The 17 Day Diet” is a new book and diet program that’s rapidly gaining popularity. It’s gone viral with bloggers and YouTube users chronicling their results in record numbers. It’s the highest-ranking diet book on Amazon right now, and Amazon’s 16th best-selling book overall. “Good Morning America” did a feature on this diet, and it looks as if they think there’s something to it.

Have you looked into “The 17 Day Diet” or given it a try? I haven’t tried this diet by Dr. Michael Moreno, but I have tried others. Recently, I was having great success on Weight Watchers (remember earlier in the year when I was giving you weekly updates?), but that success stopped when I stopped doing the program. I still believe in Weight Watchers; it’s myself I’ve lost a little faith in.

From what I’ve read and seen of “The 17 Day Diet,” I can understand why people are finding success. They’re eating less and exercising more. They’re following a strict 17-day regimen (followed by three additional strict 17-day regimens). It looks as if the foods the diet recommends are whole, healthy foods. It’s tempting to give it a try.

But then, I see the part where those following the program can’t eat carbs or fruit after 2 p.m. Right away, I see its downfall for me. No pasta dinners. No summer cantaloupe or watermelon as an after-dinner snack. How can anyone stick to that for a lifetime to get the lasting results that this diet says it will achieve?

I laughed when one dieter in the video, Rachel Wilcox, said she’s living proof that the diet works. She started the diet four months ago and found success. That’s great for her, but how can she, or anyone, believe that after only four months, she’s found lasting success? Sure the way of eating and exercising might work for her, but how does she know she’s going to stick to it?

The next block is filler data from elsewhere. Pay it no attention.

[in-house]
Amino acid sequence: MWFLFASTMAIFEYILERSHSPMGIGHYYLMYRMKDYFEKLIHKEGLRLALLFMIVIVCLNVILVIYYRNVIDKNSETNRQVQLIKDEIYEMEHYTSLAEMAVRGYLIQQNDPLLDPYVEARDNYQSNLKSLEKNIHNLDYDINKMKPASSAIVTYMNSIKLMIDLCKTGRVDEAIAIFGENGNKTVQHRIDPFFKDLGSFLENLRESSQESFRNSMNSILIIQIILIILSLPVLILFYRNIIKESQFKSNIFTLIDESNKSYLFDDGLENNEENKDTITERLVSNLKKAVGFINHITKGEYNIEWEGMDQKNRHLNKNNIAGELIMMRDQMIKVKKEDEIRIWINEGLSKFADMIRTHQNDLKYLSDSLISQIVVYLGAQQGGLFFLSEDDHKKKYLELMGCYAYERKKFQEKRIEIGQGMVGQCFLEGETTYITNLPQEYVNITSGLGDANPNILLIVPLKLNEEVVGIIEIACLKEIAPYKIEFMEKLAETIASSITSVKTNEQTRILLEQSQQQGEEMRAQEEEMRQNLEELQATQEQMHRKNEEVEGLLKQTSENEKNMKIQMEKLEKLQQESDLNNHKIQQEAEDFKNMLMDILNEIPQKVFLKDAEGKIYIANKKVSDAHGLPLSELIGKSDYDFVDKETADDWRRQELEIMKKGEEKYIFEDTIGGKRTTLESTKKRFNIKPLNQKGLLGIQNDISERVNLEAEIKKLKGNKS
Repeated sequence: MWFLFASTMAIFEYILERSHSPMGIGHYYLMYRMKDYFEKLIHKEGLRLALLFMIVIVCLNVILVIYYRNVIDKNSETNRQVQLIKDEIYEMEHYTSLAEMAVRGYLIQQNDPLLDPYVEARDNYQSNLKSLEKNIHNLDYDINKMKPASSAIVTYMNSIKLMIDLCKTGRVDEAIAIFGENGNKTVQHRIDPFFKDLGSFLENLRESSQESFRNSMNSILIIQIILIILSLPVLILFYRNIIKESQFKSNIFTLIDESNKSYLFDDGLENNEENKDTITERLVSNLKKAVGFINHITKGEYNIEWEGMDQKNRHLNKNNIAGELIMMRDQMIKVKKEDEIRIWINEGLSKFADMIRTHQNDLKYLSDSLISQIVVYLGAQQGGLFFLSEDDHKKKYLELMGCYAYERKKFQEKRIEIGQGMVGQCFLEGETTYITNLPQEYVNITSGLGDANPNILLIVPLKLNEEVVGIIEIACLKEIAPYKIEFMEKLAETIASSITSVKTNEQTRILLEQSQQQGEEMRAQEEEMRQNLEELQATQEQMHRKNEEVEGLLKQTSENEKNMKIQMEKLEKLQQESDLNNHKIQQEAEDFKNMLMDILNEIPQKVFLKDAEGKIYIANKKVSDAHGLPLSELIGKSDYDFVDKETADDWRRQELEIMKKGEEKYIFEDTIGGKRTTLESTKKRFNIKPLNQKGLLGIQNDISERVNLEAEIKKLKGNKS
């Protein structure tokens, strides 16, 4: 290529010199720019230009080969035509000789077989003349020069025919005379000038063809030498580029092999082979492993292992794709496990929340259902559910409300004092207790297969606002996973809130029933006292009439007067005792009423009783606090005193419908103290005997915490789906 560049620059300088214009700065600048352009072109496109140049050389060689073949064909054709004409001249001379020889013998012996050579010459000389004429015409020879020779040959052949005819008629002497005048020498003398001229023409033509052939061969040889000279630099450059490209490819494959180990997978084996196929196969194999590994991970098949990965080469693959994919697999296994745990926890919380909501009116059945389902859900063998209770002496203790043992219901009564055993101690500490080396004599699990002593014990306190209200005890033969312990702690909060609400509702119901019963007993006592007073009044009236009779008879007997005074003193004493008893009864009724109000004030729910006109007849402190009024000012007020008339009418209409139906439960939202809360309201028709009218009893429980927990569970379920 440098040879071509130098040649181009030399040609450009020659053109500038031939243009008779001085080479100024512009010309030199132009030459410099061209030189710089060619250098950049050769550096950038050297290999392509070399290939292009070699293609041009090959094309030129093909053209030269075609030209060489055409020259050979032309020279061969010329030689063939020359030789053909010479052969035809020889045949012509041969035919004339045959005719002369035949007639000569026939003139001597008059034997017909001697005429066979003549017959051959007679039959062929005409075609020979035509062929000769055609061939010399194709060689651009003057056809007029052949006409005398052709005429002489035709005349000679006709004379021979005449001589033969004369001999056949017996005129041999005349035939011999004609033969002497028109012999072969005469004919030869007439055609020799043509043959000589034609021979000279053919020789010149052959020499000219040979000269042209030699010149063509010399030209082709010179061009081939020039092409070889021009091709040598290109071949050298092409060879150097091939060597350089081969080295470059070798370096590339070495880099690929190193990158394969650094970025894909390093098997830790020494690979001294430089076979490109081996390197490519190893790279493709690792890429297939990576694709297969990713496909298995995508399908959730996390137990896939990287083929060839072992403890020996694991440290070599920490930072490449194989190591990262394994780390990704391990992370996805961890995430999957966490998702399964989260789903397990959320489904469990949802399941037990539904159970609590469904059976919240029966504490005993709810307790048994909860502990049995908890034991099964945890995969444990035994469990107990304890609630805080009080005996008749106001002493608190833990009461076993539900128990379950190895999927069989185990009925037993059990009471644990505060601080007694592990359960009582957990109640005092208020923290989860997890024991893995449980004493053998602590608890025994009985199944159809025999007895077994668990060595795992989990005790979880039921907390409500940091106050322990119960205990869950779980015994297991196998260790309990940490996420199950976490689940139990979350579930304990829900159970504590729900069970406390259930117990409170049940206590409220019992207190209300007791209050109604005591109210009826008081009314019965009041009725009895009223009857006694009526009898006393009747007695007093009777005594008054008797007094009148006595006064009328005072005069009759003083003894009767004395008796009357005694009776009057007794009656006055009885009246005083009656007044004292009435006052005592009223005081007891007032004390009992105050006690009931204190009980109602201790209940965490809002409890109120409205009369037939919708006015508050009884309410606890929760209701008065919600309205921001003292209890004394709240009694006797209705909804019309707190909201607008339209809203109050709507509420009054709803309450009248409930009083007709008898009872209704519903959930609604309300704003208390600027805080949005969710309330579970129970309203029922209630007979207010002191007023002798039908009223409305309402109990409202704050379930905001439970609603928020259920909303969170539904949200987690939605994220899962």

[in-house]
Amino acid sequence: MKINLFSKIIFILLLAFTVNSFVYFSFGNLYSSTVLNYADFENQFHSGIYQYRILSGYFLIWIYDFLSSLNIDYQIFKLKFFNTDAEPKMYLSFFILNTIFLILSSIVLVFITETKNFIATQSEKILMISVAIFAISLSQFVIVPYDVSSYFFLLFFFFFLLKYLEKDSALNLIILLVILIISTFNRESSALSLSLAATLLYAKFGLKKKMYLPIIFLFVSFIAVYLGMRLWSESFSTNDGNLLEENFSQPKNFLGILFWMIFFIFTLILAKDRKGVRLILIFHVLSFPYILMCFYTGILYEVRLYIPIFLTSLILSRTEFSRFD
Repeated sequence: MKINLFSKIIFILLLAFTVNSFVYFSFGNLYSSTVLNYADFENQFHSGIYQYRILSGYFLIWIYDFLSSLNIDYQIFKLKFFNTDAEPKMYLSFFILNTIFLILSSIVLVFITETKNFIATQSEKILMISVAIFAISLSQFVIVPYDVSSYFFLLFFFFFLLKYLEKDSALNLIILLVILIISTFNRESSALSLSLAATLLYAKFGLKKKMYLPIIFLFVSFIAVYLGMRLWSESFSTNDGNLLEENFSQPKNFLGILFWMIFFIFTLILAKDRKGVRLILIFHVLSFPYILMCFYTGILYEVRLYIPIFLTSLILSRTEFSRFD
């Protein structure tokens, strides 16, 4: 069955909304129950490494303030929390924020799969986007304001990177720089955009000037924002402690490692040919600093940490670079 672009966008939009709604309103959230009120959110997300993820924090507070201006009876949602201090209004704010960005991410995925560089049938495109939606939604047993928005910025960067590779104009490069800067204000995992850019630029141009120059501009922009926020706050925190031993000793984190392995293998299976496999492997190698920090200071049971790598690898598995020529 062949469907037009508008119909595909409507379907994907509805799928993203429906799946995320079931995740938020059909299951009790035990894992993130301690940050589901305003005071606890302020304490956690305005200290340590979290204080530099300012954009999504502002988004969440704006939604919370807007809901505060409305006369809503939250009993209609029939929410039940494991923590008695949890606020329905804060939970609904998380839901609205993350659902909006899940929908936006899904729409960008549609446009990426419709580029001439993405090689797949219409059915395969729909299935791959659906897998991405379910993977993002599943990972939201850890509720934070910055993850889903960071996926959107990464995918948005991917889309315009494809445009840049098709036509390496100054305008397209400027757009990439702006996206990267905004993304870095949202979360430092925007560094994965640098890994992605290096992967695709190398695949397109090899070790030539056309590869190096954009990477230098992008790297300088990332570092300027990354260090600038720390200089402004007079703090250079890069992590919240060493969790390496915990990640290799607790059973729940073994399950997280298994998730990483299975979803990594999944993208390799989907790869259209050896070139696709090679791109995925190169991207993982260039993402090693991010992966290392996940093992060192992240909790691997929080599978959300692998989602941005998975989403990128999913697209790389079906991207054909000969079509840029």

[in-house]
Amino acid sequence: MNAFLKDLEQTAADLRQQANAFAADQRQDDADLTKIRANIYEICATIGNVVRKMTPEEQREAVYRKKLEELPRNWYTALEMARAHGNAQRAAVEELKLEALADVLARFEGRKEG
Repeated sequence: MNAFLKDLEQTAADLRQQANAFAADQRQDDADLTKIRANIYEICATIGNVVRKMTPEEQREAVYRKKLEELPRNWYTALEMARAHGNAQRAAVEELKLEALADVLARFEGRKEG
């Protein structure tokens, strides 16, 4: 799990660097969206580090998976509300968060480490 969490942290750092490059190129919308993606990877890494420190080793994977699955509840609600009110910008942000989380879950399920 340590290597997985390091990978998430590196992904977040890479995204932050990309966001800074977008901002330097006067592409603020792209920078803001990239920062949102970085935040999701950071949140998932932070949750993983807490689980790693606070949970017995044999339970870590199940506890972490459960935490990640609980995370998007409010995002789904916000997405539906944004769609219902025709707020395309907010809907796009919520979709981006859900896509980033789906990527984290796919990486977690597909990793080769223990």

I’m not picking on Rachel Wilcox for believing in this diet. She could be saying the same of Weight Watchers. And, for anyone to actually achieve lasting success, belief has to be part of it.

Here’s the thing I’m truly wondering: how does anyone make a weight loss program or an exercise regimen something they do long term? And by long term, I mean years.

I really want to know. At the end of the “Good Morning America” segment, GMA’s Cameron Mathison said that Moreno emphasizes “the power of the mind — really visualizing who you want to be … staying mindful throughout the day.” That’s the part I — and probably most dieters who haven’t achieved lasting results — need help with.

We know to eat less and healthier food. We know to exercise more. What we don’t know is how to make ourselves to do it for more than a few weeks or months.

That’s what I’m mulling over right now in the wake of my latest weight loss “bump in the road.” (Don’t look at it like a failure. Don’t look at it like a failure. Don’t look it at like a failure...) I intend to go back on Weight Watchers, but there’s only so much disappointment I can take in myself. So I’m trying to work through the “mindfulness” part of it.

Any advice? Words of encouragement? Success stories? Bring ‘em on.

Robin Shreeves ( @rshreeves ) focuses on food from a family perspective from her home base in New Jersey.

What does it take to succeed at weight loss?
The newly popular book, 'The 17 Day Diet,' promises quick weight loss and lasting results. Quick weight loss isn't so tough when you follow a strict diet. It's